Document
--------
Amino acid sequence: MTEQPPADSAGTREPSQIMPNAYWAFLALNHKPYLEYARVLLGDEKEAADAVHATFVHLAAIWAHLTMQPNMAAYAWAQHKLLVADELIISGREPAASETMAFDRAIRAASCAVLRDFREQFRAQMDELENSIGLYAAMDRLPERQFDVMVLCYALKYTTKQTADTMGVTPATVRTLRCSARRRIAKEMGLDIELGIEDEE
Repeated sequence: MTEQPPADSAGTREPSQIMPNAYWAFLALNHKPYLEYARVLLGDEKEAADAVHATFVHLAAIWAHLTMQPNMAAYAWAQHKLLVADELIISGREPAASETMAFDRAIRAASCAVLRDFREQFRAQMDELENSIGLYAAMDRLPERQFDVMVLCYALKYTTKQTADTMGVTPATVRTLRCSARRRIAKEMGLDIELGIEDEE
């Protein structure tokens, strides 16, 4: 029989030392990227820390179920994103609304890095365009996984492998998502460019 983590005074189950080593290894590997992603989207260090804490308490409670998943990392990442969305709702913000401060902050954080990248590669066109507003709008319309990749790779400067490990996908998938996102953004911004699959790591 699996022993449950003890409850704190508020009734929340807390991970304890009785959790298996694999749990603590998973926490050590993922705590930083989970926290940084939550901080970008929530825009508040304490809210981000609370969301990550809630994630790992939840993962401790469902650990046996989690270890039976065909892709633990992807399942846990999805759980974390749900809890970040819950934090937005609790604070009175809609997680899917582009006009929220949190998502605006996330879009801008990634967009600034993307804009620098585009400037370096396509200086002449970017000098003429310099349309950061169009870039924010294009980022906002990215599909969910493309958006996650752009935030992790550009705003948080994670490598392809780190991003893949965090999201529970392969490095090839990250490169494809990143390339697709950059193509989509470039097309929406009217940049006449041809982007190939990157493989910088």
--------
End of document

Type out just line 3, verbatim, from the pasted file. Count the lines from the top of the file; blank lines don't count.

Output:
């Protein structure tokens, strides 16, 4: 029989030392990227820390179920994103609304890095365009996984492998998502460019 983590005074189950080593290894590997992603989207260090804490308490409670998943990392990442969305709702913000401060902050954080990248590669066109507003709008319309990749790779400067490990996908998938996102953004911004699959790591 699996022993449950003890409850704190508020009734929340807390991970304890009785959790298996694999749990603590998973926490050590993922705590930083989970926290940084939550901080970008929530825009508040304490809210981000609370969301990550809630994630790992939840993962401790469902650990046996989690270890039976065909892709633990992807399942846990999805759980974390749900809890970040819950934090937005609790604070009175809609997680899917582009006009929220949190998502605006996330879009801008990634967009600034993307804009620098585009400037370096396509200086002449970017000098003429310099349309950061169009870039924010294009980022906002990215599909969910493309958006996650752009935030992790550009705003948080994670490598392809780190991003893949965090999201529970392969490095090839990250490169494809990143390339697709950059193509989509470039097309929406009217940049006449041809982007190939990157493989910088």